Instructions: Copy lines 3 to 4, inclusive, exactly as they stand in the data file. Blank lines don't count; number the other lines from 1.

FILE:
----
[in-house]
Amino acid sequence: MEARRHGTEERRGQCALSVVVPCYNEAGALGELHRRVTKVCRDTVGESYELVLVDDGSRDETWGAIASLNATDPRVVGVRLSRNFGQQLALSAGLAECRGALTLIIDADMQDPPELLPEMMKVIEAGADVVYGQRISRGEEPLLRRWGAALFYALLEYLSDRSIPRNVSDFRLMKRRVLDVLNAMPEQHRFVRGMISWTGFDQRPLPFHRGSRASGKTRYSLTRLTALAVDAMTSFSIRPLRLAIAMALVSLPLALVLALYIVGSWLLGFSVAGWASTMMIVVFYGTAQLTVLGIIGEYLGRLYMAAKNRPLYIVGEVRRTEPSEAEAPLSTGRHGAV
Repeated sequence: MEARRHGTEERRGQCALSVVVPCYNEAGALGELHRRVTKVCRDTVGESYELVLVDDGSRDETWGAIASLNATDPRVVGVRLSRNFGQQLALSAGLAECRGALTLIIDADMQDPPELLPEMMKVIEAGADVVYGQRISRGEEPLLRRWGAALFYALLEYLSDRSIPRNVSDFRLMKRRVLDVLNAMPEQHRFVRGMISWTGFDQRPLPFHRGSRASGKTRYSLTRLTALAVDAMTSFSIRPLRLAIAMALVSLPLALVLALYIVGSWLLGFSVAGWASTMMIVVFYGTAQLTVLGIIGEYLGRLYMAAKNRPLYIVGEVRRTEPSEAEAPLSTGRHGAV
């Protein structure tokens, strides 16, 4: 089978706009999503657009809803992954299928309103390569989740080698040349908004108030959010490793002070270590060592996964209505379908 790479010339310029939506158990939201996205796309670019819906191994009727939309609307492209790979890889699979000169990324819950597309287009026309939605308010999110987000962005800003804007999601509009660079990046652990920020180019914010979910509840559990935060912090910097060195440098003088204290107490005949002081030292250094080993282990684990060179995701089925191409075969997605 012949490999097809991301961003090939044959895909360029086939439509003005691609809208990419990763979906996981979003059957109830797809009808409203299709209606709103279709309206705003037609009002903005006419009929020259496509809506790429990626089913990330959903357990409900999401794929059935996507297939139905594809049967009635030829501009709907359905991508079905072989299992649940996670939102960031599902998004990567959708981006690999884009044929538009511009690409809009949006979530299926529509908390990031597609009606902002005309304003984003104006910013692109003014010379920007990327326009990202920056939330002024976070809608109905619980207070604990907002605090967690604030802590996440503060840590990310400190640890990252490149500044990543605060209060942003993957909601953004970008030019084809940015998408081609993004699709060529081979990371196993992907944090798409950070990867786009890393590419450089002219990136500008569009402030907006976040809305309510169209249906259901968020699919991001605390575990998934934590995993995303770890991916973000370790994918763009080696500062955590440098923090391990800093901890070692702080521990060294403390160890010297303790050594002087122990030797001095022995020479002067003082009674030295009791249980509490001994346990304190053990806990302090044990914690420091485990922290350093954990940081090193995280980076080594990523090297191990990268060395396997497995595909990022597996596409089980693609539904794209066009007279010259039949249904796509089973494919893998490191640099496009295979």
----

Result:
Repeated sequence: MEARRHGTEERRGQCALSVVVPCYNEAGALGELHRRVTKVCRDTVGESYELVLVDDGSRDETWGAIASLNATDPRVVGVRLSRNFGQQLALSAGLAECRGALTLIIDADMQDPPELLPEMMKVIEAGADVVYGQRISRGEEPLLRRWGAALFYALLEYLSDRSIPRNVSDFRLMKRRVLDVLNAMPEQHRFVRGMISWTGFDQRPLPFHRGSRASGKTRYSLTRLTALAVDAMTSFSIRPLRLAIAMALVSLPLALVLALYIVGSWLLGFSVAGWASTMMIVVFYGTAQLTVLGIIGEYLGRLYMAAKNRPLYIVGEVRRTEPSEAEAPLSTGRHGAV
């Protein structure tokens, strides 16, 4: 089978706009999503657009809803992954299928309103390569989740080698040349908004108030959010490793002070270590060592996964209505379908 790479010339310029939506158990939201996205796309670019819906191994009727939309609307492209790979890889699979000169990324819950597309287009026309939605308010999110987000962005800003804007999601509009660079990046652990920020180019914010979910509840559990935060912090910097060195440098003088204290107490005949002081030292250094080993282990684990060179995701089925191409075969997605 012949490999097809991301961003090939044959895909360029086939439509003005691609809208990419990763979906996981979003059957109830797809009808409203299709209606709103279709309206705003037609009002903005006419009929020259496509809506790429990626089913990330959903357990409900999401794929059935996507297939139905594809049967009635030829501009709907359905991508079905072989299992649940996670939102960031599902998004990567959708981006690999884009044929538009511009690409809009949006979530299926529509908390990031597609009606902002005309304003984003104006910013692109003014010379920007990327326009990202920056939330002024976070809608109905619980207070604990907002605090967690604030802590996440503060840590990310400190640890990252490149500044990543605060209060942003993957909601953004970008030019084809940015998408081609993004699709060529081979990371196993992907944090798409950070990867786009890393590419450089002219990136500008569009402030907006976040809305309510169209249906259901968020699919991001605390575990998934934590995993995303770890991916973000370790994918763009080696500062955590440098923090391990800093901890070692702080521990060294403390160890010297303790050594002087122990030797001095022995020479002067003082009674030295009791249980509490001994346990304190053990806990302090044990914690420091485990922290350093954990940081090193995280980076080594990523090297191990990268060395396997497995595909990022597996596409089980693609539904794209066009007279010259039949249904796509089973494919893998490191640099496009295979």